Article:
We hope your summer is going well, and you’re finding some respite from our heat waves. And I hope you find some time to do some important reading.

Carol and I have found some good places to cool off, starting with the Clark Fork. My son’s farm in Stevensville also cools off after the sun recedes behind St. Mary’s Mountain, and it’s time to wash and bag the vegetables for the markets in Hamilton and Missoula. Three whitetail bucks wandered within 30 yards of the washing shed the other night. It took forever for the light to fad behind the silhouette of the Bitterroots. I had a hard time staying focused on the chores . . .

And I’m not going to tell you the name of the little stream where, on Saturday, Carol caught a cutthroat as long as her arm on a size 20 (teeny) fly. She let him go, and one quick snap of his tail took him back to his deep blue water under the willows.

Anyway, this past weekend, I finally had a chance to read the article in New York Magazine that has the Internet all upset. The article’s written by David Wallace-Wells and is called “The Uninhabitable Earth.” I’ll attach the annotated version:


Clearly, this is an article about the worst-case scenarios of climate change. It’s dense and complex and the very first sentence antagonizes a lot of people who are on cruise-control: “It is, I promise, worse than you think.”

The Washington Post was quick to jump into the lead summarizing all the people criticizing the article. The basic critique is that Wallace-Wells is exaggerating:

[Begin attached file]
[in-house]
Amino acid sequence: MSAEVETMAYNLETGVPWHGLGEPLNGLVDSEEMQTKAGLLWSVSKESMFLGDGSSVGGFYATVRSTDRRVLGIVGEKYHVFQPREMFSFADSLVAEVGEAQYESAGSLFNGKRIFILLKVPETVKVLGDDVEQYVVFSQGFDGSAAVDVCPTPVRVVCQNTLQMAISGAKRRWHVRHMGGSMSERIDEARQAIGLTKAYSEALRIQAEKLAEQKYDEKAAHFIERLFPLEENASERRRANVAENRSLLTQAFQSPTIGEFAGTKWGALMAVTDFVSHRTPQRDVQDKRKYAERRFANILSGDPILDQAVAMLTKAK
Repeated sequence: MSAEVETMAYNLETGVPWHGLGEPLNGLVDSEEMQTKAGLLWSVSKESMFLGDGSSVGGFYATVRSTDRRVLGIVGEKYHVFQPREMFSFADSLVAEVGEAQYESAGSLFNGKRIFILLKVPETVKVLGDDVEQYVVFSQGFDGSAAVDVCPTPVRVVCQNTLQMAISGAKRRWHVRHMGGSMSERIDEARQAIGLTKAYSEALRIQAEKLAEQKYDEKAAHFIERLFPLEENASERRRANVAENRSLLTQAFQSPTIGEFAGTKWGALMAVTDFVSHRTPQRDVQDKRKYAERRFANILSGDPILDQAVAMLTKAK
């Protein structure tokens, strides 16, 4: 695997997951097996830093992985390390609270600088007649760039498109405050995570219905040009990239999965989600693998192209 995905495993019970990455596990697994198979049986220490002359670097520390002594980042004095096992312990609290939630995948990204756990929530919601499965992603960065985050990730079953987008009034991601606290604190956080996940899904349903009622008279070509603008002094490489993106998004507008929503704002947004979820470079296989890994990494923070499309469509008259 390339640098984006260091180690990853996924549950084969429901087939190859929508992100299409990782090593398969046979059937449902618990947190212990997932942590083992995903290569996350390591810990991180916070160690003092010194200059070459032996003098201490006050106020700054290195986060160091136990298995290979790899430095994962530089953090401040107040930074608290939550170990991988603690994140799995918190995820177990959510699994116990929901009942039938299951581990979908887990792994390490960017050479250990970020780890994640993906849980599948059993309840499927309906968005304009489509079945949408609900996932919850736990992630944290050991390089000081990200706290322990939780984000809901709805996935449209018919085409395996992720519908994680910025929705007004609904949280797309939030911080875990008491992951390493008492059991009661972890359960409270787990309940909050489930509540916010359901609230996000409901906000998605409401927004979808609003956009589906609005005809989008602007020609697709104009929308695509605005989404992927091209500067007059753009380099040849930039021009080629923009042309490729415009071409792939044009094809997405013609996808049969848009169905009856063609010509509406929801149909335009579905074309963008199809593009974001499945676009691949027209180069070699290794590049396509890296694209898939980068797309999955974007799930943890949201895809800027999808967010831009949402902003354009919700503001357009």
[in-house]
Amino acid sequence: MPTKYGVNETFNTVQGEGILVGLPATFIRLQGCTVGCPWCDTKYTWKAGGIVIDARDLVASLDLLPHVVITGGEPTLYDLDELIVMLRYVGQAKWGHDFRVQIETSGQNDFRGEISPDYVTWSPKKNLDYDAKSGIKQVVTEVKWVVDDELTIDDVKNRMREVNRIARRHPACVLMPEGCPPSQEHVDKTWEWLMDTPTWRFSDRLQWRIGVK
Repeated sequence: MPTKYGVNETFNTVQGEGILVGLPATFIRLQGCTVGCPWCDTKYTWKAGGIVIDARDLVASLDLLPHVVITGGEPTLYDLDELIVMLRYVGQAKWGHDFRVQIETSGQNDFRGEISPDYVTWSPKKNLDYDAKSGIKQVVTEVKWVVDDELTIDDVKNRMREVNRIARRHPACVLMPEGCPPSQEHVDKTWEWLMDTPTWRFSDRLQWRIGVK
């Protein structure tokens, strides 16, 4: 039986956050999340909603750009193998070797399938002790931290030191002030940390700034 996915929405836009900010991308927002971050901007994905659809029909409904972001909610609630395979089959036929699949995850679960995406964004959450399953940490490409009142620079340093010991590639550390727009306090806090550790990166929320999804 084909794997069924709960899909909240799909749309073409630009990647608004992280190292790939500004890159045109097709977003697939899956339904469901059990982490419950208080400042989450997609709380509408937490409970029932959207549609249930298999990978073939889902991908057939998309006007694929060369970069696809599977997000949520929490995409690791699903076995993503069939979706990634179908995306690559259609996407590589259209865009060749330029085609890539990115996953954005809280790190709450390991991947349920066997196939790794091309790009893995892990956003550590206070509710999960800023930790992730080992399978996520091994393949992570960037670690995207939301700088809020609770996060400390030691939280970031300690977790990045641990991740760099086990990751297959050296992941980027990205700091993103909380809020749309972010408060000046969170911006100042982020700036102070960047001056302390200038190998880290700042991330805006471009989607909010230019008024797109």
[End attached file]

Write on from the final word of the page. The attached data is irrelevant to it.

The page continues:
The Atlantic Monthly goes after conclusions it doesn’t think are supported by the data and calls the article “extinction porn” (really):


But then retired NASA climatologist James Hansen may have the last word. He talks to Wallace-Wells in one of the best climate change interviews ever. Hansen talks about getting arrested five different times out of concern for what his lifetime of research has turned up. He also talks about his interactions with Exxon researchers way back in 1982, when the company knew why our planet was warming but chose to expand its development of fossil fuels anyway. Finally, he makes the case for a very interesting climate lawsuit brought by children and making its way through the federal courts. Here’s the interview:


I know it’s difficult with visitors and trips and the Montana summer frenzy, but I hope you can take the time to read these articles.

Jeff Smith, co-chair, 350 Montana